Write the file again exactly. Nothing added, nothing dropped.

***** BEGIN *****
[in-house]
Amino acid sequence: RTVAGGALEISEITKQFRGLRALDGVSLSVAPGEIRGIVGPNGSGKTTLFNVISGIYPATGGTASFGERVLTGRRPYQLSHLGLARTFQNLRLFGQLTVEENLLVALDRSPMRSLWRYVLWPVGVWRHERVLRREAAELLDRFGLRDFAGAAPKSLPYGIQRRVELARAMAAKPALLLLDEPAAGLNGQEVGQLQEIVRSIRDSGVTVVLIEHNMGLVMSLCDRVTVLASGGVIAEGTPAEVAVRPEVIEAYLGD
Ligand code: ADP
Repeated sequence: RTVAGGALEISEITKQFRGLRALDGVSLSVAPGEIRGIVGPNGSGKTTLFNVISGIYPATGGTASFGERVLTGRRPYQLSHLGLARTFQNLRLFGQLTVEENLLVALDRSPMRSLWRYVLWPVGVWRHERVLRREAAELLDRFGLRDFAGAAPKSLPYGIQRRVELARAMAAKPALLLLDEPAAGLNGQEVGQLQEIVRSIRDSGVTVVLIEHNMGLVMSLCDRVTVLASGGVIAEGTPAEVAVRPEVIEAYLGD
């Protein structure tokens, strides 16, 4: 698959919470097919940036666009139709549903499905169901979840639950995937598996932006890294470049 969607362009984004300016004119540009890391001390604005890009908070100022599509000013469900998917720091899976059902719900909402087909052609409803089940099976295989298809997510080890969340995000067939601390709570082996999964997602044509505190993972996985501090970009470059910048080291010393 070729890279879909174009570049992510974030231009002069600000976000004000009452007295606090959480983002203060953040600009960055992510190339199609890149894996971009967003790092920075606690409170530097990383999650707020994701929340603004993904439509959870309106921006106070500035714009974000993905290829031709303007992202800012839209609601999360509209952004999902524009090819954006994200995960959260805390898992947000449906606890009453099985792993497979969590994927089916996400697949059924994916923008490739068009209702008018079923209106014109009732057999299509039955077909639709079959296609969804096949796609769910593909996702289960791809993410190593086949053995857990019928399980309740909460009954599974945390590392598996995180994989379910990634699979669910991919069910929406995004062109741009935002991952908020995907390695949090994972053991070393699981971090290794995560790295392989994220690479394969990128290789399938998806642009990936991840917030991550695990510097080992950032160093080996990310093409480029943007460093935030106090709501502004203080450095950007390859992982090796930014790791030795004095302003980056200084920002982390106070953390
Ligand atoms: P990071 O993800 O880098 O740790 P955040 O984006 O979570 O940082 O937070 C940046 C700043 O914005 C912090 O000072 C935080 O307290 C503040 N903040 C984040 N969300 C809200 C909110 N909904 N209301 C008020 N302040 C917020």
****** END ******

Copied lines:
[in-house]
Amino acid sequence: RTVAGGALEISEITKQFRGLRALDGVSLSVAPGEIRGIVGPNGSGKTTLFNVISGIYPATGGTASFGERVLTGRRPYQLSHLGLARTFQNLRLFGQLTVEENLLVALDRSPMRSLWRYVLWPVGVWRHERVLRREAAELLDRFGLRDFAGAAPKSLPYGIQRRVELARAMAAKPALLLLDEPAAGLNGQEVGQLQEIVRSIRDSGVTVVLIEHNMGLVMSLCDRVTVLASGGVIAEGTPAEVAVRPEVIEAYLGD
Ligand code: ADP
Repeated sequence: RTVAGGALEISEITKQFRGLRALDGVSLSVAPGEIRGIVGPNGSGKTTLFNVISGIYPATGGTASFGERVLTGRRPYQLSHLGLARTFQNLRLFGQLTVEENLLVALDRSPMRSLWRYVLWPVGVWRHERVLRREAAELLDRFGLRDFAGAAPKSLPYGIQRRVELARAMAAKPALLLLDEPAAGLNGQEVGQLQEIVRSIRDSGVTVVLIEHNMGLVMSLCDRVTVLASGGVIAEGTPAEVAVRPEVIEAYLGD
């Protein structure tokens, strides 16, 4: 698959919470097919940036666009139709549903499905169901979840639950995937598996932006890294470049 969607362009984004300016004119540009890391001390604005890009908070100022599509000013469900998917720091899976059902719900909402087909052609409803089940099976295989298809997510080890969340995000067939601390709570082996999964997602044509505190993972996985501090970009470059910048080291010393 070729890279879909174009570049992510974030231009002069600000976000004000009452007295606090959480983002203060953040600009960055992510190339199609890149894996971009967003790092920075606690409170530097990383999650707020994701929340603004993904439509959870309106921006106070500035714009974000993905290829031709303007992202800012839209609601999360509209952004999902524009090819954006994200995960959260805390898992947000449906606890009453099985792993497979969590994927089916996400697949059924994916923008490739068009209702008018079923209106014109009732057999299509039955077909639709079959296609969804096949796609769910593909996702289960791809993410190593086949053995857990019928399980309740909460009954599974945390590392598996995180994989379910990634699979669910991919069910929406995004062109741009935002991952908020995907390695949090994972053991070393699981971090290794995560790295392989994220690479394969990128290789399938998806642009990936991840917030991550695990510097080992950032160093080996990310093409480029943007460093935030106090709501502004203080450095950007390859992982090796930014790791030795004095302003980056200084920002982390106070953390
Ligand atoms: P990071 O993800 O880098 O740790 P955040 O984006 O979570 O940082 O937070 C940046 C700043 O914005 C912090 O000072 C935080 O307290 C503040 N903040 C984040 N969300 C809200 C909110 N909904 N209301 C008020 N302040 C917020």